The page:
When a crisis hits, you will ultimately be judged by how you respond. What can you control when things seem out of control? We give you a framework to enable you to come out of a crisis with more trust, a stronger community and closer to achieving your school’s mission.
Crisis management — Show Notes
Crisis communication framework
- Plan ahead
- Open and maintain a dialogue
- Talk to your team first
- Eradicate uncertainty
- Don’t forget the team
- Involve senior management
Brad’s communication awareness ‘checklist’
- Get the facts straight. Your mission is to determine precisely what is known and what is opinion. Don’t get confused about opinion and fact … and never make assumptions.
- Create a narrative (write it out in a couple of hundred words) and get key internal stakeholders to ‘sign off’.
- Use that narrative as the source document for all your communications.
- Write out a Crisis Management Plan as soon as you get a bit of air. If you’re not getting some air, you’ll need to delegate this task or make some air … there is no option. If you a prepared and you are responding rather than reacting, this means you’ve already prepared a generic Crisis Management Plan and you can tweak it to reflect the reality you are faced with.
- Create a stakeholder matrix. Who are the stakeholders? What do they need to know? When do they need to get told? Who is going to tell them? How are you going to communicate it?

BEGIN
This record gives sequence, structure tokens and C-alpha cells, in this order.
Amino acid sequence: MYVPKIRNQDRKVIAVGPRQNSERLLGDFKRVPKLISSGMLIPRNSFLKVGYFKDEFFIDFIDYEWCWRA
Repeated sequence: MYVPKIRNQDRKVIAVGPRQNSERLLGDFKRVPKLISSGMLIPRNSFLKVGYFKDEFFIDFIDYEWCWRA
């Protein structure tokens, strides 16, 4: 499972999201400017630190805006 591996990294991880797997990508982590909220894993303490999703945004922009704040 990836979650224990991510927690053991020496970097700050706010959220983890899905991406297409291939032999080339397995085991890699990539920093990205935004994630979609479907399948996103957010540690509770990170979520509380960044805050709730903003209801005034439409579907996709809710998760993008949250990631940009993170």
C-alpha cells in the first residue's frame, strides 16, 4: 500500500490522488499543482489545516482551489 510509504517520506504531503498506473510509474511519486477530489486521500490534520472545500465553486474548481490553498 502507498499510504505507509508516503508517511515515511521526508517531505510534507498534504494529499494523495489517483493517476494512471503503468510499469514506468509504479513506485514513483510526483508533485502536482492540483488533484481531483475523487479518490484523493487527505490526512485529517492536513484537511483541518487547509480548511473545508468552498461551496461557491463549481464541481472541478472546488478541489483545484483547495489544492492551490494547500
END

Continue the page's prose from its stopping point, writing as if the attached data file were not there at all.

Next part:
- ‘War game’ the likely responses from stakeholders.
- Choose your words carefully and remember: when speaking a message for TV or radio, it often isn’t what you say but how you say it. Understanding community sentiment on the issue should be a factor in your planning here.
- Talk to stakeholders before the issue becomes public or the media comes knocking.
- A single spokesperson is key but make sure they are trained to respond in pressure situations.
- Write Q&As and drill your spokesperson to respond.
- Rehearse responses — just saying them in your head isn’t good enough.
- Put media (and social media) monitoring in place so you can track the issue.
- Remember, your internal stakeholders are critical — keep them informed and ‘in the loop’.
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